Questions for the second term
by Leon Satterfield
I was so discombobulated by the election results that I started this column three different times.
Start #1: What election? I haven't heard nothin' about no stinkin' election. And even if there had been an election, I wouldn't have known anything about it because things like that don't interest me.
Start #2: The election outcome makes me think that Pap FinnHuck's fathermay have been on to something in his anti-government rant: "Call this a govment! A man can't get his rights in a govment like this. Sometimes I've a mighty notion to just leave the country for good and all. Yes, and I told 'em so Lots of 'em heard me and can tell what I said. Says I, for two cents I'd leave the blamed country and never come a-near it agin. Them's the very words ."
And then I read the NY Times post-election editorial scolding me for not being "ready to accept whoever wins by the rules of the game as the next chief-executive. it is important for the entire country to accept him as the rightful president."
It made me hang my head in shame when I re-read my first two starts, which by contrast to the Times' exceedingly grownup words sounded shamefully immature. Ever since I turned 70 this year I've been trying hard to be a grownup. So I discarded those two beginnings and settled on this one:
Start #3: Congratulations to President Bush on the occasion of his re-election last week. The only cloud on the horizon of his second term is Constitutional Amendment XXII which says that "No person shall be elected to the office of the President more than twice."
And that reminds me of something my father, twice elected mayor of the booming metropolis of Plains, Kansas, once told me: "Don't believe politicians until they're in their last term. They're less likely to lie when they're not running for re-election."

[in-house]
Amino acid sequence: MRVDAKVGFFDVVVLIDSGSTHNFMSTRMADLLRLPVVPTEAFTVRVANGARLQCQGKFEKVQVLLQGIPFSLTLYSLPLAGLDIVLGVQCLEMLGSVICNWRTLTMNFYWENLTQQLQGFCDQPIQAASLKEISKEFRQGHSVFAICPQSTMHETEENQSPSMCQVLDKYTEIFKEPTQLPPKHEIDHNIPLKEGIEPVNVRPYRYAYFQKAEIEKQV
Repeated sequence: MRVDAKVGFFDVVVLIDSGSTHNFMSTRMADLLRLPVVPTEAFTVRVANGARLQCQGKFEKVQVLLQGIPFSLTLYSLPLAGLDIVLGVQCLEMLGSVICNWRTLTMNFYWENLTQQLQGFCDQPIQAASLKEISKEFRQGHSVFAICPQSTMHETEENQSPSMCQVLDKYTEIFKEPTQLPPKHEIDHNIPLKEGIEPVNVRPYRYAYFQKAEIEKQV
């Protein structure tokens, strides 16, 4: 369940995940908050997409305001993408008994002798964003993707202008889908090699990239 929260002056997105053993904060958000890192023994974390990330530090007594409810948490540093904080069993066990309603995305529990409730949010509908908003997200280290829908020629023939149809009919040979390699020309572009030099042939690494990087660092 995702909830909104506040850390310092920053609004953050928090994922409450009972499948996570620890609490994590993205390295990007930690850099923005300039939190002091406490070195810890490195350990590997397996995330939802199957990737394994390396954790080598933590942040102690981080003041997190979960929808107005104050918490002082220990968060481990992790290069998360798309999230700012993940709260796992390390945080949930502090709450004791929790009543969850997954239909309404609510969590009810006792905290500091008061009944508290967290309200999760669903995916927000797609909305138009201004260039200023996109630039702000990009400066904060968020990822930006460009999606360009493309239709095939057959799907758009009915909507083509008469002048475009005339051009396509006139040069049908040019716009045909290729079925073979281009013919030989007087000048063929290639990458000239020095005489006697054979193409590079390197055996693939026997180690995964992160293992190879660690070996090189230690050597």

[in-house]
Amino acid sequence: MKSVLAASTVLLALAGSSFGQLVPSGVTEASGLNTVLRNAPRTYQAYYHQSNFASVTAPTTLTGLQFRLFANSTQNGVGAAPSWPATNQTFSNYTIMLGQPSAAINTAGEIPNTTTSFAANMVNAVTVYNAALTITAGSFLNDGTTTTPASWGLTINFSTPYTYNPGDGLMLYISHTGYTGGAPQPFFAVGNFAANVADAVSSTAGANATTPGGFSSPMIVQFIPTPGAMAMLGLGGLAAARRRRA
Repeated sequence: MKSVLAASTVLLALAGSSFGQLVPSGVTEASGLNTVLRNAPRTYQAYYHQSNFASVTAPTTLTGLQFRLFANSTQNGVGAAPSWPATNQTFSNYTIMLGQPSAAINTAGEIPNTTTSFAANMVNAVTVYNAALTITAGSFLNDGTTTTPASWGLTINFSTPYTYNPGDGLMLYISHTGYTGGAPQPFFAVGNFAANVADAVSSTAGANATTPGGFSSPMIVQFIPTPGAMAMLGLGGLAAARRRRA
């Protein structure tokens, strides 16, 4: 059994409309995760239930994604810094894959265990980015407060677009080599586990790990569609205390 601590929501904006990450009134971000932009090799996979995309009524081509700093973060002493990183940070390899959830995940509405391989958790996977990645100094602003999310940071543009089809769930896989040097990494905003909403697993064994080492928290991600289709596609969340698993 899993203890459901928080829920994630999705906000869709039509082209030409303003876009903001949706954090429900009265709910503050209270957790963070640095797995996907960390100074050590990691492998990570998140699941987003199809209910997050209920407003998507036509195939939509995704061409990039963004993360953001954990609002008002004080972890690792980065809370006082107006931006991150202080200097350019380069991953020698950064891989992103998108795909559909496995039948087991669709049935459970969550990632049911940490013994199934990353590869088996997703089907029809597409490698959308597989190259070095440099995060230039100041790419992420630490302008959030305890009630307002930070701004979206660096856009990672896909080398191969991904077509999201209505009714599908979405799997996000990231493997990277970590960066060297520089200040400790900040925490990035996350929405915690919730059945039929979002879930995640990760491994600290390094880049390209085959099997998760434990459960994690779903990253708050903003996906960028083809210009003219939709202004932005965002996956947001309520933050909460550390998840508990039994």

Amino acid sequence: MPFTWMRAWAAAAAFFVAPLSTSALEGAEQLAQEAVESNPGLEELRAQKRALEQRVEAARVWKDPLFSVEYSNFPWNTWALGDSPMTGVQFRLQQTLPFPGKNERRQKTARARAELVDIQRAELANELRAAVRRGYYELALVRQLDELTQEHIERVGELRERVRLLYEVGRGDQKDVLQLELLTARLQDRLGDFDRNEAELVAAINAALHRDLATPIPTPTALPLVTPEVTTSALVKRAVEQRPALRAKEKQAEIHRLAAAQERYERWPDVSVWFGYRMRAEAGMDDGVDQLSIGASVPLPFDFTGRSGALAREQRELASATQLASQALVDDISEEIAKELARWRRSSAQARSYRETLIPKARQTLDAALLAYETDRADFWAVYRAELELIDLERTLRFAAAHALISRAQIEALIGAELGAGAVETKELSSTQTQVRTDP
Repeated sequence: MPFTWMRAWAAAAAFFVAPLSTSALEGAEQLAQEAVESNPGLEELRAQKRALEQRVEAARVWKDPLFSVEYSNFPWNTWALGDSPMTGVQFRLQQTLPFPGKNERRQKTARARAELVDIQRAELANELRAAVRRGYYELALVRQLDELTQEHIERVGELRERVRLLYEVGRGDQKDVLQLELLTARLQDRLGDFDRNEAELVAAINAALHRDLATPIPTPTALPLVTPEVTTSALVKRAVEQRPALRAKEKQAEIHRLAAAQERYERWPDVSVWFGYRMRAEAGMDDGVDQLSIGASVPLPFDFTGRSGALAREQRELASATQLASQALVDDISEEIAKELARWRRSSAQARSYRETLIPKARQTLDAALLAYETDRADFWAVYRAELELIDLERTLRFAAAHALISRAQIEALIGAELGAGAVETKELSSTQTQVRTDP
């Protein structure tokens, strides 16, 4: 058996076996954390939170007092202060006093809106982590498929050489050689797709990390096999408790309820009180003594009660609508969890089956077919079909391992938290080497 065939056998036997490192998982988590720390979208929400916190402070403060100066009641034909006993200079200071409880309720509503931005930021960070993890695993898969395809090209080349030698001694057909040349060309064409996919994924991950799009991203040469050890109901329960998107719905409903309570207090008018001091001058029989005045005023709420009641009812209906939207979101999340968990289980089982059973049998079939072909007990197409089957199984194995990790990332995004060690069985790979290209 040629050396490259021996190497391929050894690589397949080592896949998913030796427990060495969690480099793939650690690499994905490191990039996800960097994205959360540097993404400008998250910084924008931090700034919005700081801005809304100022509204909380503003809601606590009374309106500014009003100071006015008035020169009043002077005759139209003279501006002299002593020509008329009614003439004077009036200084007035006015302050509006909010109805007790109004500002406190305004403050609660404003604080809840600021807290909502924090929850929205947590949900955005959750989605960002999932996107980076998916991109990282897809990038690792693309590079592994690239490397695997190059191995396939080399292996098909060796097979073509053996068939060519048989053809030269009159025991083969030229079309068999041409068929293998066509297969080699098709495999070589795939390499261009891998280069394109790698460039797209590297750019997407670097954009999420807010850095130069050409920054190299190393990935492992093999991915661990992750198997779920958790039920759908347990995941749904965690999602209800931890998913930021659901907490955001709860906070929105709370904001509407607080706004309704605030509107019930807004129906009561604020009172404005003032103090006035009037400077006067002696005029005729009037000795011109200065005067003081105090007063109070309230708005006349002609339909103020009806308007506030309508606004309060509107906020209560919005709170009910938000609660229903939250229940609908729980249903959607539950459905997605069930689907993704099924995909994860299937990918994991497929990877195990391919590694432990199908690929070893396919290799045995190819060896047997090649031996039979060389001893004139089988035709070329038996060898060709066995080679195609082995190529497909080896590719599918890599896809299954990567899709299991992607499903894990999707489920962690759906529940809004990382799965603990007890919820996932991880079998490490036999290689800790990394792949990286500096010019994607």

That's when I had a little epiphany: the reason President Bush has been less than candid about so many things is that he's spent much of his first term running for his second term. But now that his second term is secured, we can expect him to be much more forthcoming.
That expectation leads me to ask the following questions:
Mr. President, did you really believe that Saddam had nuclear weapons? Did you really believe that the first warning he had them would be a mushroom cloud? Remember, you're not running for re-election anymore.
It's been reported, Mr. President, that 80 percent of your followers believe you're in favor of the international treaty banning landmines, that 76 percent believe you favor U.S. participation in the International Criminal Court, that 61 percent believe you'd like to have the U.S. be a part of the Kyoto Treaty. Have those folks been misled? If so, who's responsible for the misleading?
Did you really believe, Mr. President, that Iraq was responsible for the 9/11 attacks on the World Trade Center towers and the Pentagon? Did you really believe that Osama bin Laden and Saddam Hussein were allies rather than antagonists? If so, why? If not, why do so many of your supporters continue to make those connections?
Your former ghost writer, Mickey Herskowitz, was quoted in an Oct. 28th article by Russ Baker as saying that even before you became president you were talking about attacking Iraq. Can that be true?
Baker also quotes Herskowitz saying that your father was opposed to your invasion of Iraq. Is that true? If it is, how did you respond?
When and how, Mr. President, is the Abu Ghraib atrocity going to be resolved? Where does the buck stop?
Do you still see yourselfas you did four years agoas "a uniter, not a divider"? If you do, when, Mr. President, do you intend to tell the Swift Boat Veterans for Truth that it's time to publically apologize to Senator Kerry?
The generally accepted estimate is that maybe as many as 15,000 Iraqi civilians have died since we invaded. But Scott Ritter writes that the Oct. 30 online issue of the Lancet medical journal estimates that more than 100,000 Iraqi civilians have died since the beginning of the invasion. What are your numbers, Mr. President?
What's your view, Mr. President, of that portion of the First Amendment that says "Congress shall make no law respecting an establishment of religion, or prohibiting the free exercise thereof"?
What's your view of theocracy, sir? What does the word "theocracy" mean to you?
And again, Mr. President, congratulations on your re-election. The nation looks forward to a humane and peaceful and candid final term.
Retired English Professor Leon Satterfield writes to salvage clarity from his confusion. His column appears on alternate Mondays. His e-mail address is: email@example.com.
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